Helene Combe

Through my journey as an English teacher and a language learner

Page 2 of 22

Five weeks out of six!

I used to think that I pretty good at my job. Not like a genius, but pretty good. These days are OVER.

That’s the magic of Delta: you think you know something, like yourself, or your job, or the English language, and well, you don’t. Mostly because you have to think a specific topic (like multi word verbs) completely differently, and because you have to write 2000 to 2500 words on it (which can sound either too much or not enough) and create a lesson. It can make you loose all confidence in yourself. It can make you scream that you are the shittiest teacher ever on the planet. But apparently, at the end, you are a better teacher, so I heard.

I toyed with the idea of teaching poetry for a while, and I never felt good enough to teach writing. I love writing, obviously, but I felt that teaching it would be just too much, that I wouldn’t know what to do. So for my second skills assignment (I passed my first skills assignment on reading for global understanding), I decided to go for it, and I chose writing informal emails (LSA3). The bright side: my students didn’t sleep during my poetry class, nor just wrote a couple of sentence during the informal emails’ lesson. The less bright side: I didn’t sleep a lot because of all the prep, but it was worth it. It showed me where my strengths were, but it didn’t show me how to overcome my weaknesses aka systems assignment, nor my demons.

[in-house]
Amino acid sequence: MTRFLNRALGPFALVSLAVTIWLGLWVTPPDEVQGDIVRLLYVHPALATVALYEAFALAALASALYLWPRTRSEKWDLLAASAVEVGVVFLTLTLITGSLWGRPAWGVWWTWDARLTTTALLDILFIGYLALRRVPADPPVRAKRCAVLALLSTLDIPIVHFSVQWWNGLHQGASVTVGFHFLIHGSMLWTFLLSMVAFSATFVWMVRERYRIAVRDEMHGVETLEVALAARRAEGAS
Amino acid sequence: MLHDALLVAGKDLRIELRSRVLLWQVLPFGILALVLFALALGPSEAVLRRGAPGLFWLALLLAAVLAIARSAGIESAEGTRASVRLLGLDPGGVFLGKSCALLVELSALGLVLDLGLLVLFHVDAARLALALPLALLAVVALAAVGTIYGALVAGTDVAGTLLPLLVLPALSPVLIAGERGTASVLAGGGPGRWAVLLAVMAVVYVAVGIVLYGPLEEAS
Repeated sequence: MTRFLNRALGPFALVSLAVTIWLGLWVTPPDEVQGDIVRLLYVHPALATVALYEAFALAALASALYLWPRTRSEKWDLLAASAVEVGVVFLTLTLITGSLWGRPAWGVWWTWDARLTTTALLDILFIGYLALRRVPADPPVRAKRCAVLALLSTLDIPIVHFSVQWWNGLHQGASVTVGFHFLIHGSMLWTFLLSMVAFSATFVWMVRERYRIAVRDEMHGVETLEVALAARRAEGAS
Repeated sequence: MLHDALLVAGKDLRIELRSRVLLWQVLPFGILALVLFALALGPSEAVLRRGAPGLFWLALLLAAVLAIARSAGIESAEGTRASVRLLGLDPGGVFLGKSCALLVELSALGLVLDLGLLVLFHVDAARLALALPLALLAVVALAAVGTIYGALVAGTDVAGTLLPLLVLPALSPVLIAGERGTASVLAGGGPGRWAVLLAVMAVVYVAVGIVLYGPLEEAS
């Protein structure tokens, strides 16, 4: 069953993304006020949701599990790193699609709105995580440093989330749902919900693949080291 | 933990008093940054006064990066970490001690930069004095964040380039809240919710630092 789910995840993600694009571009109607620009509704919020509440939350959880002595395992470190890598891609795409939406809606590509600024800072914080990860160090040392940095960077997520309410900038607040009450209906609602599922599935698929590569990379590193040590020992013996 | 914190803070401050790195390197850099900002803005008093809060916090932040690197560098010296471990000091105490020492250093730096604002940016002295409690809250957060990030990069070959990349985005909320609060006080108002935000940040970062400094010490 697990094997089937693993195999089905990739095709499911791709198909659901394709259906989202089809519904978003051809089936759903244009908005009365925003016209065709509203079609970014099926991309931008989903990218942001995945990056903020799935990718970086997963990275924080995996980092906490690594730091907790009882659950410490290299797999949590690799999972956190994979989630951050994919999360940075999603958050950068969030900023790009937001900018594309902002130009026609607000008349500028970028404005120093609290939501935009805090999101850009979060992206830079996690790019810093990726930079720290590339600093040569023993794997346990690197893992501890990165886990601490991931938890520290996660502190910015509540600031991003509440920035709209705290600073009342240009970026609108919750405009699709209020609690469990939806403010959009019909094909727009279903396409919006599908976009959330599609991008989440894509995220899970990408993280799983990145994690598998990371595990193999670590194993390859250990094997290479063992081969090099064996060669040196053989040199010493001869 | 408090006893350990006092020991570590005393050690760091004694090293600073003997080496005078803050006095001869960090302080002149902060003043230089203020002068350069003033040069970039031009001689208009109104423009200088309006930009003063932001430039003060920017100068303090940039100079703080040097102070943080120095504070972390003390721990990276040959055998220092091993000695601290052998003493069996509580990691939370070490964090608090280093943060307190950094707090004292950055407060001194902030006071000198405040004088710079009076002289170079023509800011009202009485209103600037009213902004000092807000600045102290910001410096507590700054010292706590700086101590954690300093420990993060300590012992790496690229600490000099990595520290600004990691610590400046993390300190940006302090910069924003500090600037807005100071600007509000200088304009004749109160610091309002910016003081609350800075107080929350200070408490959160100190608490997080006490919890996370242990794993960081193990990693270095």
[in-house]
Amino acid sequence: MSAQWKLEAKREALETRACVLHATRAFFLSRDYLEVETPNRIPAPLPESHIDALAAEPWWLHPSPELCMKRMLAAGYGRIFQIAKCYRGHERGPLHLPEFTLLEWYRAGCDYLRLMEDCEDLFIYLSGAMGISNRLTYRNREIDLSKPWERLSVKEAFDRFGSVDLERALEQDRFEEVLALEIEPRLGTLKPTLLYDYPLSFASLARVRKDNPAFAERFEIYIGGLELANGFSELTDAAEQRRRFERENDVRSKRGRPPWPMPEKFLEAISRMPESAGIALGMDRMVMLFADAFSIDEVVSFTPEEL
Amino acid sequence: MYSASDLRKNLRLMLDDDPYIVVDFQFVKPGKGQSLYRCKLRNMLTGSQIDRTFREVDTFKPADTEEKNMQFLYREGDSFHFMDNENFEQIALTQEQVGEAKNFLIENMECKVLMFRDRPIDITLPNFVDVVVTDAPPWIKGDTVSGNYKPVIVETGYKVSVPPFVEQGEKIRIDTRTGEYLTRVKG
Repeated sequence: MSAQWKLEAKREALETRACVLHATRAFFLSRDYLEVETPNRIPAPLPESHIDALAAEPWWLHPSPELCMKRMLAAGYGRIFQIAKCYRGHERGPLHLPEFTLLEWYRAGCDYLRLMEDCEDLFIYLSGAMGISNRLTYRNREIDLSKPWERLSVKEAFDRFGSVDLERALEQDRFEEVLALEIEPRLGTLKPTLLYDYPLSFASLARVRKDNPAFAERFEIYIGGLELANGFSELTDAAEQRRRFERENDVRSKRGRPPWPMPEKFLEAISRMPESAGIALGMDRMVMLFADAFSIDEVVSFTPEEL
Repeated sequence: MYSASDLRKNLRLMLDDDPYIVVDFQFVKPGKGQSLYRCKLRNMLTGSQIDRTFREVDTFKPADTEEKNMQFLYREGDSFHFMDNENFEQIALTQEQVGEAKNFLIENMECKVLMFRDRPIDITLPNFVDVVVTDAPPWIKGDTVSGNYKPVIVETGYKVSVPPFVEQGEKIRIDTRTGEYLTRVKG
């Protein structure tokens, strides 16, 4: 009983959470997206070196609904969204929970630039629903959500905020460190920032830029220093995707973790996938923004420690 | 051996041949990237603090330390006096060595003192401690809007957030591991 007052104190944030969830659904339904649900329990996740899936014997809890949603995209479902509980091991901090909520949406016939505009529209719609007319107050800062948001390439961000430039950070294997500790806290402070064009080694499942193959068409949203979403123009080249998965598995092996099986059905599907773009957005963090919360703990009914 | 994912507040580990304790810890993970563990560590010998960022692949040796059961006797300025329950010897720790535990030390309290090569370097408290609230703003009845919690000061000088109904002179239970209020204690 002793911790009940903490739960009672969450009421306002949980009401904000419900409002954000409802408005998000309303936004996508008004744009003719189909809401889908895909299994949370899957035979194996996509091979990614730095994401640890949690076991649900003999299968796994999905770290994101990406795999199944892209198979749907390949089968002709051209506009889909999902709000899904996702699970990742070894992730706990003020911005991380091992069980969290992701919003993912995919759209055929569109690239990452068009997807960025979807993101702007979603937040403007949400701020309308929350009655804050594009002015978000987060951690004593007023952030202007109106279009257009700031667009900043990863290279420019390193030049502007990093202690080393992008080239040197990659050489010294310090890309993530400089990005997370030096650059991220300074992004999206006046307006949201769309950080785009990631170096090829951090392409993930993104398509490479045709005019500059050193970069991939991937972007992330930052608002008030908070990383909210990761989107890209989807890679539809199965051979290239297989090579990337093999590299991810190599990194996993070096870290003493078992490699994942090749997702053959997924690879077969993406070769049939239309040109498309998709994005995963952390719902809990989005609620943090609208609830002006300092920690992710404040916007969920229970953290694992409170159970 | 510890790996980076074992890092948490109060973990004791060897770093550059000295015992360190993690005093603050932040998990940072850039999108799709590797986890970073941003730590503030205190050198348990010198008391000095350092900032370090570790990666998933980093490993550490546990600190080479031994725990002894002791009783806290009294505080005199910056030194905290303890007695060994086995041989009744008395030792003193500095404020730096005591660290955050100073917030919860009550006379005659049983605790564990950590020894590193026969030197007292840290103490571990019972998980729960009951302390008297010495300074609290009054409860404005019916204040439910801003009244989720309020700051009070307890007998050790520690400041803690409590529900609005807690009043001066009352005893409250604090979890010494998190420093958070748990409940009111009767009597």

I am not surprised I failed my systems assignment (LSA2). I was sloppy on it, I designed the lesson backwards, I wasn’t confident AT ALL during the lesson… I would have been surprised if I HAD passed. Now that LSA4 is around the corner, (and yeah, it’s a system one again!) I am feeling more and more insecure. I know I shouldn’t, because that’s also why I failed the previous one, but I can’t help myself but thinking that my explanations are too blurry, that I don’t know how to anticipate problems… I am writing down pretty much everything I can think of, hoping it would click or something like that. My lesson is better designed than the one I had for LSA2, and I feel a little more confident about the topic in general (modals of obligation and permission), but I can’t stop myself from thinking that I won’t be enough.